Soft Tissue Types and Examples

What role do your muscles, fascia and ligaments play in your level of back pain?

Soft tissue is a term that refers to a group of cells working together to connect, envelope, support and/or move the structures around it. The accurate use of this term spans several tissue types and body systems including muscle, connective, skin (integument system,) nervous system, and circulatory system (blood vessels.) 

While any one of the above-listed body systems or tissue types may play a role in your back pain and the healing of it, for spinal rehab, as well as for understanding what happens in a surgery, you’ll likely be concerned with just a few.

In general, “soft tissue” is used when describing muscles, tendons, ligaments and/or fascia.


Muscles are the engines of movement; they power the changing of body shape and positions and they move your whole form from one place to another. Unlike the other types of soft tissue, muscles contract and relax, a process that is directed by the nervous system. Muscles surround joints, protecting them and working together to provide movement there.

Getting muscles strong enough to support your back and flexible enough to allow you to easily move in all possible directions is often a goal of spine physical therapy.

And in a neck or back surgery, your doctor may have to disrupt certain muscles in order to reach the particular structure on which she intends to operate. If the surgery is a traditional, open type, i.e., it is not minimally invasive spine surgery (MAST), this disruption may greatly impact your healing time.

Soft Tissue Quick Fixes for Back Tension

Muscles and other soft tissues play important roles in the health of your low back. For example, many times people complain of back pain when what they really have is tight hip muscles that pull the spine out of alignment. To possibly remedy this type of backache, consider the following stretches:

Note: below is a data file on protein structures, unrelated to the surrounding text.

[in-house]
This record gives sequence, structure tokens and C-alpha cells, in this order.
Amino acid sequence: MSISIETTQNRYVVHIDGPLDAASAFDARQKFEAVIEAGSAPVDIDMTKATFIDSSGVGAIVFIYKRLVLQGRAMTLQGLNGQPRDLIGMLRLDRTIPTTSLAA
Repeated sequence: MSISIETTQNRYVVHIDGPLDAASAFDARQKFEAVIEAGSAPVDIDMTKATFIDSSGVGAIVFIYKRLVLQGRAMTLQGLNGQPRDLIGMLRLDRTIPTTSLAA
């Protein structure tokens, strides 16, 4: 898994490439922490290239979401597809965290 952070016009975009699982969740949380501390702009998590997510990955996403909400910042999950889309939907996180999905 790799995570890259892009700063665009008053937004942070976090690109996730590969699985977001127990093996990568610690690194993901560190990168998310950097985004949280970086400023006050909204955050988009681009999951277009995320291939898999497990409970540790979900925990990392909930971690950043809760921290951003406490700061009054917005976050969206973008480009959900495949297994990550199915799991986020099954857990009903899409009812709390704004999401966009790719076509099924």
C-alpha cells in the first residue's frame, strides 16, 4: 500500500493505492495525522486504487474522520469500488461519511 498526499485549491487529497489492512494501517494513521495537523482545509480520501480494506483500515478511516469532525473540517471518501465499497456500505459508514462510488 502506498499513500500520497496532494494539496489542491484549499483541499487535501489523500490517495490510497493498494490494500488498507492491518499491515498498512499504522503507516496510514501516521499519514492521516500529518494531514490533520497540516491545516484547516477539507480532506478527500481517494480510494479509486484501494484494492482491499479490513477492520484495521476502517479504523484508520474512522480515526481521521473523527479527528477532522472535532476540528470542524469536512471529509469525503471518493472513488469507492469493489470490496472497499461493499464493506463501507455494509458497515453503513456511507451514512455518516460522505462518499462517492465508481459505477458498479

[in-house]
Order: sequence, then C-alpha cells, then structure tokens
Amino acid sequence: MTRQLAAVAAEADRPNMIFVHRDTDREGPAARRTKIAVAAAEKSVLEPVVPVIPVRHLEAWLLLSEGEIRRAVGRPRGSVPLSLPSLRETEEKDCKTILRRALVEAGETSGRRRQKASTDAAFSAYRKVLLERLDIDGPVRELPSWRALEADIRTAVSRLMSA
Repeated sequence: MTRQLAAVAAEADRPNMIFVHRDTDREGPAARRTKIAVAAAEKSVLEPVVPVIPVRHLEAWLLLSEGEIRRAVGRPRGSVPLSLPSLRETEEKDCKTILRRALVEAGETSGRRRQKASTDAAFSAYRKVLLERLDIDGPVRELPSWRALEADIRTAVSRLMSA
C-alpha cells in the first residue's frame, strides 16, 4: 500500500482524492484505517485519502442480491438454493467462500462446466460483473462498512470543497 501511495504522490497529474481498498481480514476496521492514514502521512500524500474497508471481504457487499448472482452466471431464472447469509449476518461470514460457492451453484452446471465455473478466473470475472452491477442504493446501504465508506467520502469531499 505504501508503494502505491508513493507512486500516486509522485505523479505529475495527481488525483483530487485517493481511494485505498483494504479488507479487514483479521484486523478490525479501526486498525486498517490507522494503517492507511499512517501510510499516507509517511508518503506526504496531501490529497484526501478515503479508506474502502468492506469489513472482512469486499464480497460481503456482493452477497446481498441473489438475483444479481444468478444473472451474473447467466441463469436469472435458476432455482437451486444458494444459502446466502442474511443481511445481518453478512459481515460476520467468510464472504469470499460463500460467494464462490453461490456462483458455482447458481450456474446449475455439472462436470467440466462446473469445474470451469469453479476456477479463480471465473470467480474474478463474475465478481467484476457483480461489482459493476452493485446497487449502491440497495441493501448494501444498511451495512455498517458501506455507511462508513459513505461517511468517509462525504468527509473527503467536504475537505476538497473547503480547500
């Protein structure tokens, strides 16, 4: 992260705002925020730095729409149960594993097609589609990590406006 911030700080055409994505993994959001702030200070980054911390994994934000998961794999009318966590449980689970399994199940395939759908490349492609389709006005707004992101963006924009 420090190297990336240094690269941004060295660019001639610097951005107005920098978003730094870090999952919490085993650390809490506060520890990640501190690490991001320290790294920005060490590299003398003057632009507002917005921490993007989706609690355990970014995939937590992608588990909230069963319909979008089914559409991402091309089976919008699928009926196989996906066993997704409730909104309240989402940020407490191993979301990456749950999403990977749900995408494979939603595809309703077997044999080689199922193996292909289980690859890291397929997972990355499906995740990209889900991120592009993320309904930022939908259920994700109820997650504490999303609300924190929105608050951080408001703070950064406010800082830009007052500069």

But if your low back pain really is due to tight low back muscles, consider trying this quick and easy tension tamers from a quick back muscle release program.


Another important type of soft tissue for back and neck therapy is fascia. Fascia is a covering that surrounds muscles at every level, from the microscopic cell to the fiber bundles that comprise individual muscles to the muscles themselves, plus muscle groups and the entire musculoskeletal system. 

The purpose of fascia is to support the integrity and movement of muscles. Ideally, fascial fibers glide smoothly but when you’re injured, or you have posture issues, they can get stuck. Because the fascia wraps around muscles, when it gets stuck, it can be mistaken for muscle tension. 

A technique called myofascial release is often employed by manual therapists to remedy this.

If you're not in treatment, consider using tennis balls or a foam roller to work out the fascial “kinks” and “glitches” as you feel them. When used appropriately, proponents of self-myofascial techniques such as these say they may result in pain relief and increased movement freedom.

Fascial fitness systems are gaining popularity, too. Most involve myofascial release, as described above, combined with bouncy movements to help restore the natural elasticity of the fascial covering. Ideas from the fascial fitness field have begun to permeate into more established systems such as yoga and Pilates.

Ligaments and Tendons

Ligaments are tough bands of connective tissue that strap the bones of a joint together. Because they cross joints, they help prevent excessive, potentially harmful, movement.

Tendons, made of a different type of connective tissue, attach your muscles to your bones. When a muscle contracts, it tugs on the tendon that arises from it, and the tendon moves the bone to which it is attached.

The Role of Muscle and Other Types of Soft Tissue in Back Injury and Pain

Soft tissue neck and back injuries are pretty common, and often mild. Such injuries are graded according to type and severity.

If you injure a muscle, it’s called a strain; injury to a ligament is called a sprain. Grade one is mild; an example is a pulled muscle or tendon after a day of gardening or yard work. Grade three represents a complete rupture. It is a very serious injury that requires emergency first aid and immediate medical attention. 

The overall condition of your soft tissue can also influence your pain levels, especially when they are out of shape, too tight, or overstretched. An exercise program that emphasizes alignment and balance through the body may contribute to the heartiness of your muscles and fascia, plus keep strain out of your ligaments and tendons; and because of this, it may well help reduce pain levels.


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